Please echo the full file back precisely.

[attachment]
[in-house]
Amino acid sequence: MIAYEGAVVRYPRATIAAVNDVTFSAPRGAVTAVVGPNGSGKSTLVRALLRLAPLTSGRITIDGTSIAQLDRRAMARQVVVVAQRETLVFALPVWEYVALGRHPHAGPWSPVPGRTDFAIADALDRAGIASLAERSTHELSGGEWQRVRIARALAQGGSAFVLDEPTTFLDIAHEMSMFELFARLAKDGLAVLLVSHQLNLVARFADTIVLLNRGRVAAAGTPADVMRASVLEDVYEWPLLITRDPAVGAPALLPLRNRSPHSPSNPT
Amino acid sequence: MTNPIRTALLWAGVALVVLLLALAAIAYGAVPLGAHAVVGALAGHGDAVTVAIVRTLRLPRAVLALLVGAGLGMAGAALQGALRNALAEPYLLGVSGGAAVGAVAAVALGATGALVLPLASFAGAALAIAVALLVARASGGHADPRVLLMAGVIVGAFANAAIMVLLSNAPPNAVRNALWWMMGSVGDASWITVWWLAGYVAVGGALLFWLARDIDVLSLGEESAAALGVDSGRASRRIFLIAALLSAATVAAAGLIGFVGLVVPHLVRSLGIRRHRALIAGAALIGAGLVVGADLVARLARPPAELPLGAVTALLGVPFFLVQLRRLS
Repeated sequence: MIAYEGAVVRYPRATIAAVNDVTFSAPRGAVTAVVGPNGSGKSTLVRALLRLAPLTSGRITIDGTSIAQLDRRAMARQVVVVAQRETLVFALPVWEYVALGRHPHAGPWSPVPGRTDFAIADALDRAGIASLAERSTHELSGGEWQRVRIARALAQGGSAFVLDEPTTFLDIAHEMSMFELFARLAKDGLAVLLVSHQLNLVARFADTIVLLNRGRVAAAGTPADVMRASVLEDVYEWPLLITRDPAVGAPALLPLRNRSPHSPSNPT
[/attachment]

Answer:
[in-house]
Amino acid sequence: MIAYEGAVVRYPRATIAAVNDVTFSAPRGAVTAVVGPNGSGKSTLVRALLRLAPLTSGRITIDGTSIAQLDRRAMARQVVVVAQRETLVFALPVWEYVALGRHPHAGPWSPVPGRTDFAIADALDRAGIASLAERSTHELSGGEWQRVRIARALAQGGSAFVLDEPTTFLDIAHEMSMFELFARLAKDGLAVLLVSHQLNLVARFADTIVLLNRGRVAAAGTPADVMRASVLEDVYEWPLLITRDPAVGAPALLPLRNRSPHSPSNPT
Amino acid sequence: MTNPIRTALLWAGVALVVLLLALAAIAYGAVPLGAHAVVGALAGHGDAVTVAIVRTLRLPRAVLALLVGAGLGMAGAALQGALRNALAEPYLLGVSGGAAVGAVAAVALGATGALVLPLASFAGAALAIAVALLVARASGGHADPRVLLMAGVIVGAFANAAIMVLLSNAPPNAVRNALWWMMGSVGDASWITVWWLAGYVAVGGALLFWLARDIDVLSLGEESAAALGVDSGRASRRIFLIAALLSAATVAAAGLIGFVGLVVPHLVRSLGIRRHRALIAGAALIGAGLVVGADLVARLARPPAELPLGAVTALLGVPFFLVQLRRLS
Repeated sequence: MIAYEGAVVRYPRATIAAVNDVTFSAPRGAVTAVVGPNGSGKSTLVRALLRLAPLTSGRITIDGTSIAQLDRRAMARQVVVVAQRETLVFALPVWEYVALGRHPHAGPWSPVPGRTDFAIADALDRAGIASLAERSTHELSGGEWQRVRIARALAQGGSAFVLDEPTTFLDIAHEMSMFELFARLAKDGLAVLLVSHQLNLVARFADTIVLLNRGRVAAAGTPADVMRASVLEDVYEWPLLITRDPAVGAPALLPLRNRSPHSPSNPT